However, in my previous blog post, though I did mention own belief that a same-sex orientation is not antithetical to my faith, all the ideas I expressed were about removing inequalities in our civil laws about marriages and it’s benefits. The article to which I was referred at least began at the marriage question, but only as a spring-board to move to other things, like name-calling in disagreement. Why change the subject? Scallia’s exchange was interesting, but hardly definitive.

The bottom line is that I am happy to respect anyone’s right to hold a view on same-sex marriage and to have their own thoughts on same-sex orientation, but I am not happy to have anyone’s views unnecessarily held above their neighbor’s views to their neighbor’s detriment. That is not “neighborly,” nor kind nor civil.

Second Point: Has no one ever taught us to disagree?

I’m afraid that people of faith who do believe that same-sex attractions and relationships are antithetical to their faith are missing a great opportunity to grow in their own beliefs and at the same time make a fair, just statement to their neighbors who believe differently. I wonder why we so often think that someone’s differing opinion undermines our own? Universal agreement is certainly not the best test for one’s own convictions.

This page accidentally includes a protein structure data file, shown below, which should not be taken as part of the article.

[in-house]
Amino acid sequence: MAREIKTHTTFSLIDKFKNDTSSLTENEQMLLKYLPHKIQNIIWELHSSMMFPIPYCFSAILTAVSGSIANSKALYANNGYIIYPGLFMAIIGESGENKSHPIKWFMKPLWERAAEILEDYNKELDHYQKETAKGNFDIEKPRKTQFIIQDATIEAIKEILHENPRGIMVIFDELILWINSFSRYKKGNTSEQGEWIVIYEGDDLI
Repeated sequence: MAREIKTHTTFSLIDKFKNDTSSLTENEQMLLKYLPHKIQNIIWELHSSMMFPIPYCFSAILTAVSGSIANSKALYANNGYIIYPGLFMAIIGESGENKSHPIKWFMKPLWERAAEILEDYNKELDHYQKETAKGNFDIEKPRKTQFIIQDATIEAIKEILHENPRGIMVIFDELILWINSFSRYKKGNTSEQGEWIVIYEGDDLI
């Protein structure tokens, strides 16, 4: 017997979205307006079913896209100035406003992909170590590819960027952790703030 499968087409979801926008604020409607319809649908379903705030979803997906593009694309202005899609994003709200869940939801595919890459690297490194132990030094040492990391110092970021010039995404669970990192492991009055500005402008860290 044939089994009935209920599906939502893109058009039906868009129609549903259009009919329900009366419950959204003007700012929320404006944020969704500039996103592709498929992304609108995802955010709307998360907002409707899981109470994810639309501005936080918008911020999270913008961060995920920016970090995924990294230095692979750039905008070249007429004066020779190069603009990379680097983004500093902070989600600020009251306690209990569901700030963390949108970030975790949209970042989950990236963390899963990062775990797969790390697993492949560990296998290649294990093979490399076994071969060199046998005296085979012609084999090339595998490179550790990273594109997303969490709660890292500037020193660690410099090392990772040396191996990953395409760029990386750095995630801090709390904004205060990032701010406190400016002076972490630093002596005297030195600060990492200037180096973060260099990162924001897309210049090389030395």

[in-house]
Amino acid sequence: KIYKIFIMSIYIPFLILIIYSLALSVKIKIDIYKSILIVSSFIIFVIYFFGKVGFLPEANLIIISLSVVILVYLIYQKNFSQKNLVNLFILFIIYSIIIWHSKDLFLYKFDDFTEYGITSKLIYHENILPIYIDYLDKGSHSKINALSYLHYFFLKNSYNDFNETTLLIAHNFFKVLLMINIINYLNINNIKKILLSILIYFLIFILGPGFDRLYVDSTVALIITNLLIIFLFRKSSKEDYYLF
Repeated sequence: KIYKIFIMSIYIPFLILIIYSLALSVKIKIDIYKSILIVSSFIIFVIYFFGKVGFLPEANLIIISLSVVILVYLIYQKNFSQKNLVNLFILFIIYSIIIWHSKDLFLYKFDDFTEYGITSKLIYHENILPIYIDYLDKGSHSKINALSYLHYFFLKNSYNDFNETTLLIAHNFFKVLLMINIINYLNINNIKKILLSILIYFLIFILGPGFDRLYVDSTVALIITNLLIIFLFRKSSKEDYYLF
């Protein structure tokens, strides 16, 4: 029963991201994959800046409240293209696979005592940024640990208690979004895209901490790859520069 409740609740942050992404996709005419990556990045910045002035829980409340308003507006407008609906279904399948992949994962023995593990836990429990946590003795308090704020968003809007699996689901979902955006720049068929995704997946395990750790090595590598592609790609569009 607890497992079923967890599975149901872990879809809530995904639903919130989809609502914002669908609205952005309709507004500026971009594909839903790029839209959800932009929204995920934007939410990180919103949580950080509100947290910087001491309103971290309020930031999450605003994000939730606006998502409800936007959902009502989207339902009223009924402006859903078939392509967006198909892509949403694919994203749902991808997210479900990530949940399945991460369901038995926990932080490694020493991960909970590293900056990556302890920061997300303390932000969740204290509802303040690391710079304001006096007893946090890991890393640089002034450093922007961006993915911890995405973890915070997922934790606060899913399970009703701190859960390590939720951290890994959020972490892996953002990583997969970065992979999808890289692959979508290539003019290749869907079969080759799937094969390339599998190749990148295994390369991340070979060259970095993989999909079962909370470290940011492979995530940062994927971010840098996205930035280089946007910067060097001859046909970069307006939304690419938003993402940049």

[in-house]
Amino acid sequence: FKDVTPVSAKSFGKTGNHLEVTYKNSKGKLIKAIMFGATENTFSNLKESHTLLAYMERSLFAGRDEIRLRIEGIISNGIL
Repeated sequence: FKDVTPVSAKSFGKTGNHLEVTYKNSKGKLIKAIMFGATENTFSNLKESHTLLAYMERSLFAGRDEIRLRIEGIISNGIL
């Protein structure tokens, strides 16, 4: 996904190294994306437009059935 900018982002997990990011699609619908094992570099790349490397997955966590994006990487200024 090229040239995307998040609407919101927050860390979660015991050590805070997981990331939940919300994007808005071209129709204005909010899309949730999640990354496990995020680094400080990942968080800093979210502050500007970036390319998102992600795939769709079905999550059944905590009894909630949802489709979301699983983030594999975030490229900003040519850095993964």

Suppose that more traditional thinking people of faith who opposed same-sex mariage would say something liek this:

 “Well, it is a ‘free country’ and you are responsible for your own life. So I will not try to get in your way on such a personal issue that involves consenting adults living their lives. By the way, if you ever want to consider my views on the issue, I’d be glad to buy you a cup of coffee and chat.”

Such an offer may not get many takers, but it’d be respected far more than shrill name calling and denial of people’s civil rights.

People of faith have been disagreeing poorly for a long time, so I don’t blame our current generations for the problem. I do however think we could make some real strides forward on disagreeing better. We can be part of the solution!

This is especially needed when we are thrown in the public spotlight. I grew up in churches that happily argued and condemned each other all the time, relishing the delight of publishing scathing articles about another congregation, a college or some preacher who disagreed with their view. The worst days were when one congregation would take out a full-page ad in the local paper to condemn another. What a horrible witness to the reconciling power of Christ.

People of faith who want to point to the faith of the writers of our national documents like the Declaration of Independence and Constitution should be humbled that faith had such a grand part of crafting these documents of freedom and liberty, not restriction and denial. Faith helped create the guarantees of freedom that we now debate in our national conversation and in the highest court of the land. In such a national arena we need to recognize that our views and opinions are best shared with respect, dignity and a large dose of humility.